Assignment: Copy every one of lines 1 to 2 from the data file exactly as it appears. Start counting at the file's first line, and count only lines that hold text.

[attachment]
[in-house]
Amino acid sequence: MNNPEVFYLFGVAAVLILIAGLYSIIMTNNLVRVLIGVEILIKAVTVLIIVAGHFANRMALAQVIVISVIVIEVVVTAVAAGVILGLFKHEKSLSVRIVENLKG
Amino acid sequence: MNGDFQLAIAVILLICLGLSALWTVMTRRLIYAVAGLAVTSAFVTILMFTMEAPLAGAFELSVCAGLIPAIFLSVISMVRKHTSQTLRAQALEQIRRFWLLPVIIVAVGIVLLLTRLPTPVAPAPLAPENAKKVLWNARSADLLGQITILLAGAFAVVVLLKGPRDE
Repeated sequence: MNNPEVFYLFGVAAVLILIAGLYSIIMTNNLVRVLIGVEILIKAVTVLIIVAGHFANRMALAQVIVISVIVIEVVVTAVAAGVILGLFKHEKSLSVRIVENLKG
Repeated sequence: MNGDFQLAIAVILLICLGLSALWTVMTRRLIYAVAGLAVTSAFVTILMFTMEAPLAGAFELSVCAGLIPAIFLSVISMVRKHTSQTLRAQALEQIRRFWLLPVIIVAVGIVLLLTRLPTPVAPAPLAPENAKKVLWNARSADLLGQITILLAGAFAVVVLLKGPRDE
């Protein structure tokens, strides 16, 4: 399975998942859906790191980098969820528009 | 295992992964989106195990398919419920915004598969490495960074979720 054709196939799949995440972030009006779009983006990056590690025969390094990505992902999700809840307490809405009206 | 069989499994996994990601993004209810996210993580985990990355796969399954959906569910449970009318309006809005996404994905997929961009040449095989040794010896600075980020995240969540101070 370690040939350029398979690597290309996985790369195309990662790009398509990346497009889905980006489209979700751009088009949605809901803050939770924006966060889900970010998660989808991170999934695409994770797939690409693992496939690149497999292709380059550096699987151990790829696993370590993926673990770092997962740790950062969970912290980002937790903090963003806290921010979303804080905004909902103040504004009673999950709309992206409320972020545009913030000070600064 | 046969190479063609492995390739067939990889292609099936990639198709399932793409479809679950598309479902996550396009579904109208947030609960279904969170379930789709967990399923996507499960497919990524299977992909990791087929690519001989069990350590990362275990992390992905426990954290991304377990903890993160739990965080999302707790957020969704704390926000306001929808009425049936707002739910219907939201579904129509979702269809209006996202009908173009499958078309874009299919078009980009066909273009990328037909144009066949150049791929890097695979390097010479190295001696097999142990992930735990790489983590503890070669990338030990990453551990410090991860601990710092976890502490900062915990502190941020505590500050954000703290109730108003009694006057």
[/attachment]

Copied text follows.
[in-house]
Amino acid sequence: MNNPEVFYLFGVAAVLILIAGLYSIIMTNNLVRVLIGVEILIKAVTVLIIVAGHFANRMALAQVIVISVIVIEVVVTAVAAGVILGLFKHEKSLSVRIVENLKG